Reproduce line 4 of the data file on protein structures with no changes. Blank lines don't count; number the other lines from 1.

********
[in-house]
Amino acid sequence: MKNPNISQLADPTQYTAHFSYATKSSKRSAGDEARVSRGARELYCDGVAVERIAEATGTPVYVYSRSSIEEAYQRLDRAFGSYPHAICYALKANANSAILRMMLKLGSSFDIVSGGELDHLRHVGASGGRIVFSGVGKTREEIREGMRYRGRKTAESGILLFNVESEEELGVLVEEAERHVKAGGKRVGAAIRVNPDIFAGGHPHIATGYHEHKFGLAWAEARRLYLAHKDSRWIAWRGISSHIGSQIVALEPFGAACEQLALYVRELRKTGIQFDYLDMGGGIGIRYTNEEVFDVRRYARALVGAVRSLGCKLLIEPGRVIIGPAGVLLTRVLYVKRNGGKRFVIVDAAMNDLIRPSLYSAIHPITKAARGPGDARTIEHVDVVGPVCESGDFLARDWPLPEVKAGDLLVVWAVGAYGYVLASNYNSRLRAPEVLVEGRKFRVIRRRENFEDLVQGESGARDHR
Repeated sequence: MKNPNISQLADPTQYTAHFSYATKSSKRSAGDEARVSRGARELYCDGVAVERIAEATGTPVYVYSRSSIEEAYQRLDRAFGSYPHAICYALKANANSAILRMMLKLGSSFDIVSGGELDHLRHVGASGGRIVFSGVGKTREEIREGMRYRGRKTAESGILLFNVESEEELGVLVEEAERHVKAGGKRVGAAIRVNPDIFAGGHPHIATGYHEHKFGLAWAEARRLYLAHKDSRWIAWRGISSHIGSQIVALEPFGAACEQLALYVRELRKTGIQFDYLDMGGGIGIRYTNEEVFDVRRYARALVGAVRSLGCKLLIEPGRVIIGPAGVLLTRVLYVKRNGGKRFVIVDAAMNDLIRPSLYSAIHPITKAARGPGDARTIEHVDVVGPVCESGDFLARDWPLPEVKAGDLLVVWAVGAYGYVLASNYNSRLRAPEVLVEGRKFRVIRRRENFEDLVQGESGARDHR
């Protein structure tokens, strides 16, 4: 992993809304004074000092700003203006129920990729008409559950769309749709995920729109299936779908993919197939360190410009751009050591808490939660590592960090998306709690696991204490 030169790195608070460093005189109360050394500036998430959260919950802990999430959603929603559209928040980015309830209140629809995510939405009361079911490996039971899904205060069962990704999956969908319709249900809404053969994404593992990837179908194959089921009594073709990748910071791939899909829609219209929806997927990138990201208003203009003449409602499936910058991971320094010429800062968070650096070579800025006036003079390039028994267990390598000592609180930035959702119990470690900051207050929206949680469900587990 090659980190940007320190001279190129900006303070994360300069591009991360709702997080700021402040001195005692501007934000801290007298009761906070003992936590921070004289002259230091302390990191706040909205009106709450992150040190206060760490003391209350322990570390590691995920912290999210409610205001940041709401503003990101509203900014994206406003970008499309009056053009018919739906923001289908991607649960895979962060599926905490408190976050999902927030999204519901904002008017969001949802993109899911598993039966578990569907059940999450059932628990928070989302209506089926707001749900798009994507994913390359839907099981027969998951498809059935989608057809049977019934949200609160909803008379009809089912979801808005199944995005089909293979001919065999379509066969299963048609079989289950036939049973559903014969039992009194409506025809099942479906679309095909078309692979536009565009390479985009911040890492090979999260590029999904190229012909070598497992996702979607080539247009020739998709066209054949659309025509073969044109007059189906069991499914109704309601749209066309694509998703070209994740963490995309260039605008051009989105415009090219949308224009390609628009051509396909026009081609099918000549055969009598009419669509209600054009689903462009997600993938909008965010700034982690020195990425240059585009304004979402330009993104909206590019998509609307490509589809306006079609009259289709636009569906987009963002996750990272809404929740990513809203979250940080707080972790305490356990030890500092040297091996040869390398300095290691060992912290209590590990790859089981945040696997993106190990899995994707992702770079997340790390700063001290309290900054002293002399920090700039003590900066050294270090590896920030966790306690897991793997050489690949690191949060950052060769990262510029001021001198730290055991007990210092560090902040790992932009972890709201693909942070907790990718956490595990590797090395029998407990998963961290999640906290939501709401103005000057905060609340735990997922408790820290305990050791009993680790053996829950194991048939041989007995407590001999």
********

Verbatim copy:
């Protein structure tokens, strides 16, 4: 992993809304004074000092700003203006129920990729008409559950769309749709995920729109299936779908993919197939360190410009751009050591808490939660590592960090998306709690696991204490 030169790195608070460093005189109360050394500036998430959260919950802990999430959603929603559209928040980015309830209140629809995510939405009361079911490996039971899904205060069962990704999956969908319709249900809404053969994404593992990837179908194959089921009594073709990748910071791939899909829609219209929806997927990138990201208003203009003449409602499936910058991971320094010429800062968070650096070579800025006036003079390039028994267990390598000592609180930035959702119990470690900051207050929206949680469900587990 090659980190940007320190001279190129900006303070994360300069591009991360709702997080700021402040001195005692501007934000801290007298009761906070003992936590921070004289002259230091302390990191706040909205009106709450992150040190206060760490003391209350322990570390590691995920912290999210409610205001940041709401503003990101509203900014994206406003970008499309009056053009018919739906923001289908991607649960895979962060599926905490408190976050999902927030999204519901904002008017969001949802993109899911598993039966578990569907059940999450059932628990928070989302209506089926707001749900798009994507994913390359839907099981027969998951498809059935989608057809049977019934949200609160909803008379009809089912979801808005199944995005089909293979001919065999379509066969299963048609079989289950036939049973559903014969039992009194409506025809099942479906679309095909078309692979536009565009390479985009911040890492090979999260590029999904190229012909070598497992996702979607080539247009020739998709066209054949659309025509073969044109007059189906069991499914109704309601749209066309694509998703070209994740963490995309260039605008051009989105415009090219949308224009390609628009051509396909026009081609099918000549055969009598009419669509209600054009689903462009997600993938909008965010700034982690020195990425240059585009304004979402330009993104909206590019998509609307490509589809306006079609009259289709636009569906987009963002996750990272809404929740990513809203979250940080707080972790305490356990030890500092040297091996040869390398300095290691060992912290209590590990790859089981945040696997993106190990899995994707992702770079997340790390700063001290309290900054002293002399920090700039003590900066050294270090590896920030966790306690897991793997050489690949690191949060950052060769990262510029001021001198730290055991007990210092560090902040790992932009972890709201693909942070907790990718956490595990590797090395029998407990998963961290999640906290939501709401103005000057905060609340735990997922408790820290305990050791009993680790053996829950194991048939041989007995407590001999």